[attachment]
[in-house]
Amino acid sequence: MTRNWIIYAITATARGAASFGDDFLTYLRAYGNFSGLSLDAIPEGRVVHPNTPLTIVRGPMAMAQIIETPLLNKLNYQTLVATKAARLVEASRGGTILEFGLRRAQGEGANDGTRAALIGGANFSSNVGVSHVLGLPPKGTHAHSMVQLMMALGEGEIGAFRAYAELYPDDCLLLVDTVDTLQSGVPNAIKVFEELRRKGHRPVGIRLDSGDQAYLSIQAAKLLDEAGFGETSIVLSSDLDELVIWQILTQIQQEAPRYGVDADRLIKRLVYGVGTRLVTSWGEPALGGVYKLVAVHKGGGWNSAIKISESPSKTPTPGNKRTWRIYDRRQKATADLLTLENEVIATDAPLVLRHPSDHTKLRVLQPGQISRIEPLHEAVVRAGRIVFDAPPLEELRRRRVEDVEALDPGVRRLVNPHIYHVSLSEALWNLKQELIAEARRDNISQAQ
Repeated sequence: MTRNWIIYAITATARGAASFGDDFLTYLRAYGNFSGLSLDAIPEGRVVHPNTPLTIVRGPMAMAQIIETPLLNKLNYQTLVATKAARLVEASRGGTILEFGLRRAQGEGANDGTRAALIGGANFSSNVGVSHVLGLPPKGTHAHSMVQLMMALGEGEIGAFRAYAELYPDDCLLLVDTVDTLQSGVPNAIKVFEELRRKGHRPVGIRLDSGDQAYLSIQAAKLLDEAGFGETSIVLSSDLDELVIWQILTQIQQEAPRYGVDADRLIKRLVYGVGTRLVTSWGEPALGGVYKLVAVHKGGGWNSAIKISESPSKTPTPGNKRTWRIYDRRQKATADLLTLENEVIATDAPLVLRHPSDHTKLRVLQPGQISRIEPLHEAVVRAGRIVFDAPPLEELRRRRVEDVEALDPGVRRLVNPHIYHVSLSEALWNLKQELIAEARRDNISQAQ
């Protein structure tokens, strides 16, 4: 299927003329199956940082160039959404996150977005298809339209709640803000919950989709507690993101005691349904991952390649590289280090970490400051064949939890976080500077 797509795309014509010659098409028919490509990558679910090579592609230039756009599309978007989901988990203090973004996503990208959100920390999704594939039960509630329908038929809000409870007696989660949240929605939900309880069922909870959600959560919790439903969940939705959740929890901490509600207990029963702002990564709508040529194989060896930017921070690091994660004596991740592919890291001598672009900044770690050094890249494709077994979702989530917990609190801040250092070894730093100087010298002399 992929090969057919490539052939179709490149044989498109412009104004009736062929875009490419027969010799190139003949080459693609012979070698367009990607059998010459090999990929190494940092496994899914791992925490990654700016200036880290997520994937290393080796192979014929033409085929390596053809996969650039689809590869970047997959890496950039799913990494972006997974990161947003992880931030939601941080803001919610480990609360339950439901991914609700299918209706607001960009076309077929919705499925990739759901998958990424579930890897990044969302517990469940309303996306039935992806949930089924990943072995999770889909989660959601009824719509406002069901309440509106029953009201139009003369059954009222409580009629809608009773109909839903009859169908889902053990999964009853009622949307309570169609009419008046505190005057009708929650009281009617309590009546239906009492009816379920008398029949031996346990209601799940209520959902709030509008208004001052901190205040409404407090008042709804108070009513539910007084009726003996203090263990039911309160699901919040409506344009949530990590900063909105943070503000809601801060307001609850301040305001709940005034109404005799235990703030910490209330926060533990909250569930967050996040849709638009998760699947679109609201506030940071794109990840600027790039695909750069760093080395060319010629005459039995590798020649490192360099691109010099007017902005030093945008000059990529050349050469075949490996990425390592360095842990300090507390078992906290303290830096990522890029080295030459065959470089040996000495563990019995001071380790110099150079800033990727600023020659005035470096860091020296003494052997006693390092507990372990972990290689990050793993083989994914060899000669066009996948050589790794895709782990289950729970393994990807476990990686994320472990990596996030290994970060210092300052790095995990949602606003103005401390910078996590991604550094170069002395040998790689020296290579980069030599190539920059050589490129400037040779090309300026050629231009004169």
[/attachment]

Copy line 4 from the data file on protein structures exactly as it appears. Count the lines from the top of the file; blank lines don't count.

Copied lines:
């Protein structure tokens, strides 16, 4: 299927003329199956940082160039959404996150977005298809339209709640803000919950989709507690993101005691349904991952390649590289280090970490400051064949939890976080500077 797509795309014509010659098409028919490509990558679910090579592609230039756009599309978007989901988990203090973004996503990208959100920390999704594939039960509630329908038929809000409870007696989660949240929605939900309880069922909870959600959560919790439903969940939705959740929890901490509600207990029963702002990564709508040529194989060896930017921070690091994660004596991740592919890291001598672009900044770690050094890249494709077994979702989530917990609190801040250092070894730093100087010298002399 992929090969057919490539052939179709490149044989498109412009104004009736062929875009490419027969010799190139003949080459693609012979070698367009990607059998010459090999990929190494940092496994899914791992925490990654700016200036880290997520994937290393080796192979014929033409085929390596053809996969650039689809590869970047997959890496950039799913990494972006997974990161947003992880931030939601941080803001919610480990609360339950439901991914609700299918209706607001960009076309077929919705499925990739759901998958990424579930890897990044969302517990469940309303996306039935992806949930089924990943072995999770889909989660959601009824719509406002069901309440509106029953009201139009003369059954009222409580009629809608009773109909839903009859169908889902053990999964009853009622949307309570169609009419008046505190005057009708929650009281009617309590009546239906009492009816379920008398029949031996346990209601799940209520959902709030509008208004001052901190205040409404407090008042709804108070009513539910007084009726003996203090263990039911309160699901919040409506344009949530990590900063909105943070503000809601801060307001609850301040305001709940005034109404005799235990703030910490209330926060533990909250569930967050996040849709638009998760699947679109609201506030940071794109990840600027790039695909750069760093080395060319010629005459039995590798020649490192360099691109010099007017902005030093945008000059990529050349050469075949490996990425390592360095842990300090507390078992906290303290830096990522890029080295030459065959470089040996000495563990019995001071380790110099150079800033990727600023020659005035470096860091020296003494052997006693390092507990372990972990290689990050793993083989994914060899000669066009996948050589790794895709782990289950729970393994990807476990990686994320472990990596996030290994970060210092300052790095995990949602606003103005401390910078996590991604550094170069002395040998790689020296290579980069030599190539920059050589490129400037040779090309300026050629231009004169």